As previously reported on BoxingScene.com, former three-time heavyweight world champion Muhammad Ali died from septic shock and went peacefully, a spokesman for the family said.
He'd been in hospital in Arizona for a few days, with his family gathered around. They had a full day to say their final goodbyes to the 74 year-old.
Ali's family have this morning announced that his funeral will take place in his Kentucky hometown late next week.
If there's one thing the candidates vying for the presidency agree on, it's that Muhammed Ali was The Greatest. Campaigning in California ahead of the state's critical primary, Democratic front-runner Hillary Clinton remembered Ali with a subtle jab against the presumptive Republican nominee, Donald Trump.
Clinton said the U.S. is a country "where people can break down barriers, where they can worship their own God, where they can choose their own name."
Trump took to Twitter to remember the boxing great, saying Ali is "a truly great champion and a wonderful guy. He will be missed by all!"
Democrat Bernie Sanders also commemorated Ali with a jab at Trump: "He is, you know, what a hero, what a great man, and I say to all the people who are intimidated, and I've been all over the country and talk to Muslim people who say, 'You know, Bernie, our kids are now afraid.' I say to those people, one of the great American heroes in modern history was the great Muhammad Ali, a very proud Muslim. And don't tell us how much you love Muhammad Ali, and yet you're going to be prejudiced against Muslims in the country."
NBA Hall of Famer Jerry West got to know Ali long before he was a heavyweight champion. West played for USA Basketball in the 1960 Olympics in Rome, when Ali was a young, up-and-coming boxer named Cassius Clay.
"I had heard of him a little bit, this kind of teenage sensation," West said. "Once you got there, my goodness, you could hear him coming from a mile away. A big smile, big personality, even then before he became a world champion. He was a magnificent person."
West saw Ali fight professionally several times and said: "I loved that guy. I really did.
"Being around him, you almost felt like a God-like presence," West said. "You really did. He had it. He had it."
Cleveland Cavaliers star LeBron James says he watched a replay of the "Thrilla in Manila" between Ali and Joe Frazier after learning of Ali's death. James lauded Ali for taking a stand on social issues and said he tries to follow in those footsteps by using his platform to speak for what he believes in.
"When an icon like Muhammad Ali passes away, it's very emotional," James said a day before the Cavs play Game 2 of the NBA Finals against Golden State. "It's also gratifying to know that a guy, one man, would sacrifice so much in his individual life knowing that it would better the next generation of men and women after him.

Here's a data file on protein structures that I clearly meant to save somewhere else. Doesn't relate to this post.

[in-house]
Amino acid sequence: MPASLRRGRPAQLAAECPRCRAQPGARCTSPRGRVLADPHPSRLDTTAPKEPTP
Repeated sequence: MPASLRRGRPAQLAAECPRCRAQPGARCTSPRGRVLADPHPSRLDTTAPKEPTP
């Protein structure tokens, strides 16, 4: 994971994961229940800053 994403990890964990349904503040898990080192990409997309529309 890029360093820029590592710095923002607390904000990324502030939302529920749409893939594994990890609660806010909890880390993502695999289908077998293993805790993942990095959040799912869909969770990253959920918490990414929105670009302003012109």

"Today I can go to China and all over the world and people know my name and know my face. I give all credit to Muhammad Ali because he was the first icon. He is the GOAT. He's the greatest of all time and it has zero to do with his accomplishments inside the ring."
Civil rights leader the Rev. Jesse Jackson, a longtime friend of Ali, says the boxer's impact extended far beyond the ring. He called the boxer a "social transformer" who used his fame to attack injustice during the civil rights struggle.
"From Texas across, from Florida up to Maryland, we couldn't use a single public toilet," Jackson said. "We couldn't use the libraries or the theaters or sit in the public parks. Ali identified with that struggle, used his person and his fame to illuminate that state of moral darkness in our country."
Jackson said he believed that decades later Ali reveled in being celebrated by those who once rejected him for his outspoken activism.
"That he had come full circle from being reviled to being revered, from being dismissed to being embraced," Jackson said. "I think he found a certain joy in that."
Basketball Hall of Famer Kareem Abdul-Jabbar says one of the many ways that he'll fondly remember Ali is for how he liked to torment his opponents before fights.
"He would go to the training camp of his opponents and talk to them and torture them," Abdul-Jabbar told the AP. "I thought that was hilarious. Sonny Liston, he could have fried an egg on his head when he did stuff like that. I totally enjoyed that. He was kind of like acting up for all the rest of us ... kind of like our folk hero."
Abdul-Jabbar says he and Ali spoke many times about their shared Islamic faith, and how difficult it was at times to take unpopular stances. The NBA's all-time leading scorer says Ali had "incredible physical gifts" and that it was difficult and frustrating to watch Parkinson's disease affect the three-time heavyweight champion as much as it did in the final years of his life.